In a vast meadow south of France named Clairmont, Pope Urban II stood before his congregation in 1095 instigating European Christians to liberate Christ's Tomb from the hold of Arab Muslims. As a result of this call, and for various other reasons, European armies headed, wearing the cross logo on their uniforms, and accompanied by thousands of mobs, poor people and the princes of Europe in search of the wealth of the orient and new feudal regions, in a campaign referred to as the "armed pilgrimage" to Jerusalem, later to be known as the "Franks' War" or the "Crusades" in western sources. These forces reached the walls of Jerusalem in 1099, after establishing two fiefdoms in Al-Raha and Tripoli in Greater Syria.
The siege of Jerusalem was severe, and the city persevered for 40 days, after its attackers attempted to starve its people while subjecting them to all kinds of pressures. As resistance waned, the walls fell before the crusader war machine, and a horrible massacre was committed, at which the killers themselves shuddered. According to estimates by the Franks themselves, tens of thousands of Muslims and a few hundred Jews perished.
This "cultural" massacre extended also to every aspect of life. In addition to sacking the city, almost every Islamic building outside Al-Haram Al-Sharif, as well as many eastern churches, were destroyed. The Dome of the Rock, which dazzled its conquerors, was turned into a church and called Templum Domini, or the Temple of Abraham, while Al-Aqsa Mosque was turned into a church, an administrative center, headquarters for the Latin king, and a home for the Knights of Templar, as well as an arms depot. The eastern basement of Al-Aqsa Mosque, currently called the Marwani Prayer Hall, was turned into stables for their horses, called "Solomon's Stables." As for the Amalfi traders' complex, located in the Tannery / Mouristan, it was turned into the headquarters of the Knights Hospitaller, or the Sovereign Military Order of Malta. Later on, a new palace was built for the king in the Jerusalem Citadel. Hence, Jerusalem became the capital of the Latin Kingdom of Jerusalem, separated from a long history in which it was connected to a number of international empires.
The change in Jerusalem was dramatic during the Franks period, with a large number of churches, public buildings, and markets built inside the city walls, on top of the remains of Roman, Byzantine, Umayyad, Abbasid, and Fatimid buildings. The western romantic style was introduced, and later on, the early Gothic style. The names of the gates and streets of the city were changed, and a semi-total replacement of the population was undertaken, with Franks settling inside the city. Eastern Christians were also brought in from Palestine, Jordan and Syria to livein the city, in order to compensate for the large discrepancy in the Franks' population, whereby with only them living in the city, it looked like a small village.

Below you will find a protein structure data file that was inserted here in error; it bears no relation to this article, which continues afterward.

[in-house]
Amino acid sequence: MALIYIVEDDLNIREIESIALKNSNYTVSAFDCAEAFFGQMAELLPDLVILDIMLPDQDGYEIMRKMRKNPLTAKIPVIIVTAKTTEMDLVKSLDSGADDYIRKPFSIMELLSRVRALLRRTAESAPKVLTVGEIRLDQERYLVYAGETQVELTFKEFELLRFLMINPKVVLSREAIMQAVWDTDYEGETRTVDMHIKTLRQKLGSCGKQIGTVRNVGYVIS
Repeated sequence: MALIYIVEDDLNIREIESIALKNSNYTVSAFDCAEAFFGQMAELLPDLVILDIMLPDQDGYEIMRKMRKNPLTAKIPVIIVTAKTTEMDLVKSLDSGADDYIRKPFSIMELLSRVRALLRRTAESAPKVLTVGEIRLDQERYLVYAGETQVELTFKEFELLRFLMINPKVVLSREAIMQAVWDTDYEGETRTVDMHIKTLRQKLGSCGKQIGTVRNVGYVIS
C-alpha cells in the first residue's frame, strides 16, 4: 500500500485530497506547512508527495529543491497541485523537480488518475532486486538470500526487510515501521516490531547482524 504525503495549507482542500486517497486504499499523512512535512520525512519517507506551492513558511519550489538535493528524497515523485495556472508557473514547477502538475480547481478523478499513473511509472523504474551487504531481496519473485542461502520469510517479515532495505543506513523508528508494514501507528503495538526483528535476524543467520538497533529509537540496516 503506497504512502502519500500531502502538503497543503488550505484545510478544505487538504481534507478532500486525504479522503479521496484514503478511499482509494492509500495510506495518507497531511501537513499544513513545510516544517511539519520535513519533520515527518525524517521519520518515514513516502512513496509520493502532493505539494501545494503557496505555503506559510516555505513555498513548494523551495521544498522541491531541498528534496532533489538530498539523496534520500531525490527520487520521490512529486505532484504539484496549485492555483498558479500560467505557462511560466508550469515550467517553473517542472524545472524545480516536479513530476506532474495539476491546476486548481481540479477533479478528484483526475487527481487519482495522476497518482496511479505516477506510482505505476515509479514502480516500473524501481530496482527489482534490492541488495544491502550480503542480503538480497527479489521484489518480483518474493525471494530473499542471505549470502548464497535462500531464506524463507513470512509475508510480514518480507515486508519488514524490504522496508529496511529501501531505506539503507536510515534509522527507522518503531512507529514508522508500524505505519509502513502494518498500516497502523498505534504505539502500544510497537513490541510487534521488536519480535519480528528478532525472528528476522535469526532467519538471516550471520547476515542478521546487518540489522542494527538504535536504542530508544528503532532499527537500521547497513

The Franks' settlement inside the city walls was concentrated in the area surrounding the Church of the Holy Sepulcher, later on called the Patriarch's sector, and around Al-Haram Al-Sharif. Eastern Christians, particularly from Jordan, and including those remaining in Jerusalem or returning to it, lived in the Sa'diyyah neighborhood, known at the time as Al-Mashariqah (easterners) neighborhood, while other neighborhoods were left completely deserted. The number of Arminians living in the quarter named after them also increased, and later on, small neighborhoods emerged for ethnic European groups who resided in Jerusalem, such as the German, Spanish, Hungarian, Bulgarian, Greek, Georgian, and Brittanic neighborhoods, as well as others. A neighborhood, in this context, may simply be a church, a hostel, and a few buildings surrounding them.
The population of Jerusalem towards the end of the Franks' period reached about ten thousand, and the population of the Armenian quarter increased gradually. Frank activity included building churches and convents, in addition to a large number of hostels to accommodate the new arrivals, who came in incessant waveswhich did not abate until two centuries later, in addition to the pilgrimage movement which also increased in pace. It also included rebuilding large sections of the Church of the Holy Sepulcher and the St. Anne's Church (Al-Salahiyyah School), in addition to dozens of churches inside and outside the city walls. In fact, the Franks paid much attention to the city Souqs (markets), rebuilding some of them, and adding new ones, in order to activate the economy and to fulfill the ever-increasing requirements of the Christian pilgrims. It may be considered that the size of the Old City, with some minor Ottoman changes, was settled during this period.
The fall of Jerusalem caused a great deal of bitterness throughout the Islamic world, with residents of Jerusalem, together with refugees from all of Palestine, who fled the invasion and the killing, travelling throughout the Muslim countries provoking people to retrieve Jerusalem. As a result, a struggle movement was crystallized by Al-Zinki clan (EmadEddin and NourEddin), which eventually produced Salah Eddin Al-Ayyoubi, who stood before the walls of Jerusalem in 1187 AD after he vanquished the Franks in the Battle of Hiitin.
Jerusalem surrendered to Salah Eddin Al-Ayyoubi after 88 years of continued crusader control. He allowed its Franks residents to leave with their belongings, after paying a ransom, while he allowed Eastern Christians to stay. This had extensive repercussions around the Muslim world, particularly in Baghdad, where the Abbasid caliph was, and was widely celebrated, officially and at the popular levels in all Islamic regions.